for better mental health

Eating problems

Learn about eating problems, including possible causes, symptoms and how to access treatment and support. Includes self-care tips for helping yourself, plus guidance for friends and family.

Note: this page covers recommended treatments for anorexia, bulimia and binge eating disorder.

You may get a diagnosis of other specified feeding and eating disorder (OSFED). Or you may not get a diagnosis at all. Your doctor should offer treatment for the diagnosis that most closely matches your symptoms.

You shouldn't need a diagnosis to get treatment.

See our page about types of diagnosed eating disorders for more information.

Talking to your doctor

Talking about your eating problems can feel scary. But to access treatment, the first step is usually to talk to your GP or hospital doctor. They should then be able to refer you to specialist services.

See our pages on seeking help for a mental health problem for more information.

"So my main piece of advice is to go to the doctor. I did, eventually. Doctors are nice people. They listen and understand and try their hardest to help."

Online self-help programmes

In some cases, at first you might get support through an online self-help programme.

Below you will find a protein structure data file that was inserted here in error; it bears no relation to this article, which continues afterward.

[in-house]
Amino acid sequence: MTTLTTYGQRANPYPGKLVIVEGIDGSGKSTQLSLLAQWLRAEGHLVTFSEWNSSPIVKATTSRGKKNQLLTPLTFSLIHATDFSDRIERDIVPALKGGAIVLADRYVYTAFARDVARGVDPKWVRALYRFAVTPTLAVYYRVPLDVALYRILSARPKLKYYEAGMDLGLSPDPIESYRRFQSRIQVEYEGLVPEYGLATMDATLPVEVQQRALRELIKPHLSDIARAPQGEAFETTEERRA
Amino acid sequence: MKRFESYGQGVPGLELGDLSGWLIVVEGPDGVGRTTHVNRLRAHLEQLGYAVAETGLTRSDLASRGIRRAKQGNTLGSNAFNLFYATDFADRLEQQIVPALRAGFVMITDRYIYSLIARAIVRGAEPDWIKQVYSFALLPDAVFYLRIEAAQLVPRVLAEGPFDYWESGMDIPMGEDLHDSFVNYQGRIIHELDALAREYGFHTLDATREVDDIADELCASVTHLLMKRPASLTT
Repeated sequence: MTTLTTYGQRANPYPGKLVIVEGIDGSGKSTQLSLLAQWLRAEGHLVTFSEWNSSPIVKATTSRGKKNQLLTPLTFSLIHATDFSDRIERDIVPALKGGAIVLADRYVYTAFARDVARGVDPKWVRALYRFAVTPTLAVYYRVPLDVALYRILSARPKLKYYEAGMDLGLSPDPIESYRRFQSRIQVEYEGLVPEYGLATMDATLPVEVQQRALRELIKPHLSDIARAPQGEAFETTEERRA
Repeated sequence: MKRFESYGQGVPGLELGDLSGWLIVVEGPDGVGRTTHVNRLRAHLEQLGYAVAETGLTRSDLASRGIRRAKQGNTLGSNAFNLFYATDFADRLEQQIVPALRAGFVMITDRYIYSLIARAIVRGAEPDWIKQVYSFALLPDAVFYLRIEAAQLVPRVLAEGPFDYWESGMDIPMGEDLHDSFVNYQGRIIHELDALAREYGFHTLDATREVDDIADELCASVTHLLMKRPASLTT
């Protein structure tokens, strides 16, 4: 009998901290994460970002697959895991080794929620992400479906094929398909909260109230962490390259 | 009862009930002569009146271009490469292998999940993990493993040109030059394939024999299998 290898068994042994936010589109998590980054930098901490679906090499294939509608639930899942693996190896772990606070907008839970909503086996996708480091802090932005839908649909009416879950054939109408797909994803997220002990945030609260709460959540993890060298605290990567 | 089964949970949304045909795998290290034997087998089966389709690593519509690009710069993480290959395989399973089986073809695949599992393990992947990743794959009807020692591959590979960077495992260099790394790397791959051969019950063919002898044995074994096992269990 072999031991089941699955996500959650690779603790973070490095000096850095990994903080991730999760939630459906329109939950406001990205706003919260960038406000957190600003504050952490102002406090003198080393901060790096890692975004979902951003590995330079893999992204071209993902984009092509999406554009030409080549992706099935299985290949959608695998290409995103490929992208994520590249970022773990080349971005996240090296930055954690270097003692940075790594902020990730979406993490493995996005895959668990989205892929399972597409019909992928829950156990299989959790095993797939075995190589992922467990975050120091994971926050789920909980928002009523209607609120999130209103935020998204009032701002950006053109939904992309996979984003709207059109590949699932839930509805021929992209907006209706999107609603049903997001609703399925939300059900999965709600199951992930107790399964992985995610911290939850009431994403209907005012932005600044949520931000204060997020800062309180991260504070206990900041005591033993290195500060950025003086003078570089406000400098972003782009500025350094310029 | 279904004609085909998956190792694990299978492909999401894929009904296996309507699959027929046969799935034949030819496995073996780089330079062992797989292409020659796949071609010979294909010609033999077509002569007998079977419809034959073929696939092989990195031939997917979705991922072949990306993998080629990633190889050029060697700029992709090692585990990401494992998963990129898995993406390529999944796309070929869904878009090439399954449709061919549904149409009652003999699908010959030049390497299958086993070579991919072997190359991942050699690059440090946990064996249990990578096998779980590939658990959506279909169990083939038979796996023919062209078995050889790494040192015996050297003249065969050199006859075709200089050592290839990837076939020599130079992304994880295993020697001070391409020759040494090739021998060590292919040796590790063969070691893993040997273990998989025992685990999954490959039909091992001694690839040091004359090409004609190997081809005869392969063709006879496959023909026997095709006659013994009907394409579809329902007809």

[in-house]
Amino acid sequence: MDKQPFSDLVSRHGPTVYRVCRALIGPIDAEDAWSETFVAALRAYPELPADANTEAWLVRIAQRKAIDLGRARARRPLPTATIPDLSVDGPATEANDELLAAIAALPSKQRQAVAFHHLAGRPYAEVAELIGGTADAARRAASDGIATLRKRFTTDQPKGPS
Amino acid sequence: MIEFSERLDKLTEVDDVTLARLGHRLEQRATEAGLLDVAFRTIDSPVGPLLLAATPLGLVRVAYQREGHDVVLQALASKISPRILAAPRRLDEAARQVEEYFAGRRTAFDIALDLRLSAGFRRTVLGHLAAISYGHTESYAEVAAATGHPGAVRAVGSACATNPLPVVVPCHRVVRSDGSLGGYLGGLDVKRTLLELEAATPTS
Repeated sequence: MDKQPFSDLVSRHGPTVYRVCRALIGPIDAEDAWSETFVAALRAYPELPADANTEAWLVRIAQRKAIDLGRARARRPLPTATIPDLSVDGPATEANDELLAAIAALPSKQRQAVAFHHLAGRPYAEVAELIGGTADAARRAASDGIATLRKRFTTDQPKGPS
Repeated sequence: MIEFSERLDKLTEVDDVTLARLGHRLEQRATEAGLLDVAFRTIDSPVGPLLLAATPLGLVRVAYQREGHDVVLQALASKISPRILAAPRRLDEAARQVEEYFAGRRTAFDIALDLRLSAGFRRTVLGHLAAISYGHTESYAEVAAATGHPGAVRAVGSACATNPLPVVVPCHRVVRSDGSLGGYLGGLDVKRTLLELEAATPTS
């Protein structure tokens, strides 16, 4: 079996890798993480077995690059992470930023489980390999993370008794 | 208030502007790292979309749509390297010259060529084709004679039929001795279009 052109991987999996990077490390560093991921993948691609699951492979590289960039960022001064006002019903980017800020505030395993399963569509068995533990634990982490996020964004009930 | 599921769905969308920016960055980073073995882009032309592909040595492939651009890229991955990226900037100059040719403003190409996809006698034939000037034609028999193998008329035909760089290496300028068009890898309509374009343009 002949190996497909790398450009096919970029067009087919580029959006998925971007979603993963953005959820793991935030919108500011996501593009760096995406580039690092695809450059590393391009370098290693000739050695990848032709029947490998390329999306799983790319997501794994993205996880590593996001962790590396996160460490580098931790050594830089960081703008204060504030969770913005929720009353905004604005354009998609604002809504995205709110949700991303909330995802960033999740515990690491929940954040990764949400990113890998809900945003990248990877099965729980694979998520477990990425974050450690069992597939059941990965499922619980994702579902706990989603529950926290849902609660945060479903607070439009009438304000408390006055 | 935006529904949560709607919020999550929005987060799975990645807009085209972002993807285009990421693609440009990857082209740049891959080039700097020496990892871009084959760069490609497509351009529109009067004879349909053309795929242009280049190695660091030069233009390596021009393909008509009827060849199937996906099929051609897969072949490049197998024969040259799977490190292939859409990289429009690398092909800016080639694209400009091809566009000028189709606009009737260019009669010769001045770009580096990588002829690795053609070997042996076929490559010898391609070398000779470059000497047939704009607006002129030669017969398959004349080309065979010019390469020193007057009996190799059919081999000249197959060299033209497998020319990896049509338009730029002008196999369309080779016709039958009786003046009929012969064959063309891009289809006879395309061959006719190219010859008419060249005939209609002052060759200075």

This might be offered to you initially if:

  • you get a diagnosis for bulimia
  • you get a diagnosis for binge eating disorder
  • the symptoms of your eating problem are similar to either of the above.

You should receive short support sessions alongside the programme. These may be face-to-face or over the phone.

If you find the programme hard to complete, or find it unhelpful, ask your GP for more support.

Talking treatments for eating problems

Like some other mental health problems, you might be offered talking treatments for eating problems.

The following treatments are recommended by the National Institute for Health and Care Excellence (NICE). It produces guidelines on best practice in healthcare.

Read more about the NICE recommendations for treating eating problems.

Cognitive behavioural therapy for eating disorders (CBT-ED)

This form of CBT is specifically adapted to treat eating disorders. It may be offered for anorexia, bulimia or binge eating disorder.

  • For anorexia, you should be offered up to 40 sessions. You should have twice weekly sessions in the first two or three weeks.
  • For bulimia, you should be offered at least 20 sessions. You may be offered twice weekly sessions at first.
  • For binge eating disorder, you should be offered group CBT sessions at first. If you'd prefer individual therapy or find the sessions unhelpful, tell your therapist or doctor.

"Cognitive behavioural therapy really helped me to change the distorted thoughts flying around my head and move on from my eating disorder."

Family therapy

Family therapy means working through issues with your family and the support of a therapist. It's commonly offered to people with anorexia, especially younger people.

You might explore situations that could relate to underlying issues of your eating problem. It can help your family understand your eating problem and how to support you.